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Steve Lavender

  • 6
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  • 5
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  • 7
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Disappointing

Overall
3 out of 5 stars
Performance
5 out of 5 stars
Story
2 out of 5 stars

Reviewed: 2019-12-17

Lacks the verisimilitude of Furst’s earlier novels in the series. A by-the-numbers thriller that isn’t very thrilling-no real sense of danger or suspense.

“Annihilation” in space

Overall
3 out of 5 stars
Performance
5 out of 5 stars
Story
2 out of 5 stars

Reviewed: 2019-10-03

Not terrible, but there’s nothing original here. The characters are somewhat flat. The narrator is very good, however.

Longmire returns to form

Overall
5 out of 5 stars
Performance
5 out of 5 stars
Story
5 out of 5 stars

Reviewed: 2019-09-25

After the Rambo-like adventures of the last novel Walt Longmire and the Absaroka County Sheriff’s Department are dealing with a close-to-home mystery involving a murdered shepherd and a missing boy that delves deep into local and personal history. A classic Longmire story and a nearly perfect read. George Guidall as usual is excellent.

2 people found this helpful

Terrific

Overall
5 out of 5 stars
Performance
4 out of 5 stars
Story
5 out of 5 stars

Reviewed: 2019-09-20

I was disappointed at first with the change in narrator, but it only took a few minutes before the dark vision of Claire Dewitt drew me in again. I hope there will be more ...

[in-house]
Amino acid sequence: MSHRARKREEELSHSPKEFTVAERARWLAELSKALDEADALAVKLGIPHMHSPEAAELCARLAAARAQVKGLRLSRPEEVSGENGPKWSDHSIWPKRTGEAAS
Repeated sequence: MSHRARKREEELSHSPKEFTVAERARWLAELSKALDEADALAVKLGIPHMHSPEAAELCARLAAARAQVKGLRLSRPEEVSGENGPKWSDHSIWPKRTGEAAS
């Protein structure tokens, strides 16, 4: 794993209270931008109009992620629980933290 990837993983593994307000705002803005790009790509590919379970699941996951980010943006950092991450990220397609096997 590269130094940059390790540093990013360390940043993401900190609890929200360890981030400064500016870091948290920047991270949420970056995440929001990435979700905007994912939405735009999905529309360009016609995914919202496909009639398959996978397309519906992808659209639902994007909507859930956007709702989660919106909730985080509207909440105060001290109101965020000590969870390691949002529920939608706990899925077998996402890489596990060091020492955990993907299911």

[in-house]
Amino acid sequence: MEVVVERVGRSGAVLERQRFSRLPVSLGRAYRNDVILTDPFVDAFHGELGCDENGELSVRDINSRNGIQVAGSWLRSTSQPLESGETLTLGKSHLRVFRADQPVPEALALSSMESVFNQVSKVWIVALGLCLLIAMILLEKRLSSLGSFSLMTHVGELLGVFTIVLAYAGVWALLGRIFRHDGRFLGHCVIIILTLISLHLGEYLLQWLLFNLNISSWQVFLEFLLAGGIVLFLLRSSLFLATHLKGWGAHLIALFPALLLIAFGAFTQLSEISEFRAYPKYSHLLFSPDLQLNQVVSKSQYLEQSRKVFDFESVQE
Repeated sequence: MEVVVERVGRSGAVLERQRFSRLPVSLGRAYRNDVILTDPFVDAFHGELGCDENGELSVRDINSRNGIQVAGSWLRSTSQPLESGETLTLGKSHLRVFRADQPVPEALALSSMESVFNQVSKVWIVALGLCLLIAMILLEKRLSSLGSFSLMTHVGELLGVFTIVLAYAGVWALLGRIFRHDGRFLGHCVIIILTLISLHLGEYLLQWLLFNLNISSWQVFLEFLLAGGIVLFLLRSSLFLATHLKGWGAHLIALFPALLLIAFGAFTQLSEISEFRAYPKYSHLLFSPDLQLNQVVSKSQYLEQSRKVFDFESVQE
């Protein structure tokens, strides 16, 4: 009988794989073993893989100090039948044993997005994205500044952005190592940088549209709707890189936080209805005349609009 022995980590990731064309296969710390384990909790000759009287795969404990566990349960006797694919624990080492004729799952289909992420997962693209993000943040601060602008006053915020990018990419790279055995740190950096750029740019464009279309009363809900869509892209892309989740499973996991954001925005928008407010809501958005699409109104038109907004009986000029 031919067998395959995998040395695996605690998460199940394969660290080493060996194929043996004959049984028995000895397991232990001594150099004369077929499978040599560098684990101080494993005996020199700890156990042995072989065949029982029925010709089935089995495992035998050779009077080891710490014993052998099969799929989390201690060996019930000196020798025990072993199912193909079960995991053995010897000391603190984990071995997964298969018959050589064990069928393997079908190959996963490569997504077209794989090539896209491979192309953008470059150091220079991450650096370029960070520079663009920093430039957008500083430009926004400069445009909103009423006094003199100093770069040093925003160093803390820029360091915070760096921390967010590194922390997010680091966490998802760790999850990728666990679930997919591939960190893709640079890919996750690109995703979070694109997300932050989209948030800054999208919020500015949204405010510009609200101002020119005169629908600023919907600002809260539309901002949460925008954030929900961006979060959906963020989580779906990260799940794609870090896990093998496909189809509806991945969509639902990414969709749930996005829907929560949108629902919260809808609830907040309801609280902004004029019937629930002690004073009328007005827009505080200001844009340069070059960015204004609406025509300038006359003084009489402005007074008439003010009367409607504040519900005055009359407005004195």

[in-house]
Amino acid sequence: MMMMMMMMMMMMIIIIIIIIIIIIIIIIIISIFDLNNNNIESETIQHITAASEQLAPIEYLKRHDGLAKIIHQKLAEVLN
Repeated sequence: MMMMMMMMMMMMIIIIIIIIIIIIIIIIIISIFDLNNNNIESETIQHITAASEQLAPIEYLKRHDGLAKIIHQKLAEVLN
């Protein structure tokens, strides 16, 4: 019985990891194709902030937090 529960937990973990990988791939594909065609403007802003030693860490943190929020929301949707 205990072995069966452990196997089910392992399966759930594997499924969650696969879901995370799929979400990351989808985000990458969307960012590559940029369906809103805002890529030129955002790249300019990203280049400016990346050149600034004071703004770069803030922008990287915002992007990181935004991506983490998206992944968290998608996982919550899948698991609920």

Disappointing

Overall
3 out of 5 stars
Performance
5 out of 5 stars
Story
2 out of 5 stars

Reviewed: 2019-07-04

Okay. I’m going to say it: Fall is boring.
I was excited to return to the adventures of the Forthrast family, and eagerly awaited this sequel to Reamde, but I could barely finish it. Stephenson’s view of the singularity is pinched and narrow, and his characters mostly flat plot devices, rather than the living people I have come to expect from him. Coming so soon after the similarly disappointing DODO, Fall comes dangerously close to pushing Stephenson off my must-read list!

3 people found this helpful

Disappointing

Overall
3 out of 5 stars
Performance
4 out of 5 stars
Story
3 out of 5 stars

Reviewed: 2019-05-29

I have always enjoyed both the Academy and Benedict series, but in reading the last couple of books it has struck me just how White, and mid-century middle American, Mcdevitt’s futures are.
Normally the ingenuity and inherent interest of his plots draws me in, but I am no longer finding that.
Surely society 10,000 years from now won’t be indistinguishable from American society c. 1950.